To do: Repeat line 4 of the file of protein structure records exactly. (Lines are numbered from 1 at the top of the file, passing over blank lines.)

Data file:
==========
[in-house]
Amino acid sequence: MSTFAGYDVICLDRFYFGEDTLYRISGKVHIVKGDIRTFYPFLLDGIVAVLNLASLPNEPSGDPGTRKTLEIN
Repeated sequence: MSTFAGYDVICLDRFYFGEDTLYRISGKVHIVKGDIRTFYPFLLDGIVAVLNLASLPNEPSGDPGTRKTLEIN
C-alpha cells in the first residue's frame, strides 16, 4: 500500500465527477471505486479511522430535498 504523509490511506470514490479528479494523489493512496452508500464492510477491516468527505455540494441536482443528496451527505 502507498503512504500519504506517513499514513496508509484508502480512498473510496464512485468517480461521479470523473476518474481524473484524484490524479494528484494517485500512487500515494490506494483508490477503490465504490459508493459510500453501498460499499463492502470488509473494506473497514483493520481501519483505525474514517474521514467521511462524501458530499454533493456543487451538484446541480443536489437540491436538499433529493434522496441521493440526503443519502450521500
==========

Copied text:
C-alpha cells in the first residue's frame, strides 16, 4: 500500500465527477471505486479511522430535498 504523509490511506470514490479528479494523489493512496452508500464492510477491516468527505455540494441536482443528496451527505 502507498503512504500519504506517513499514513496508509484508502480512498473510496464512485468517480461521479470523473476518474481524473484524484490524479494528484494517485500512487500515494490506494483508490477503490465504490459508493459510500453501498460499499463492502470488509473494506473497514483493520481501519483505525474514517474521514467521511462524501458530499454533493456543487451538484446541480443536489437540491436538499433529493434522496441521493440526503443519502450521500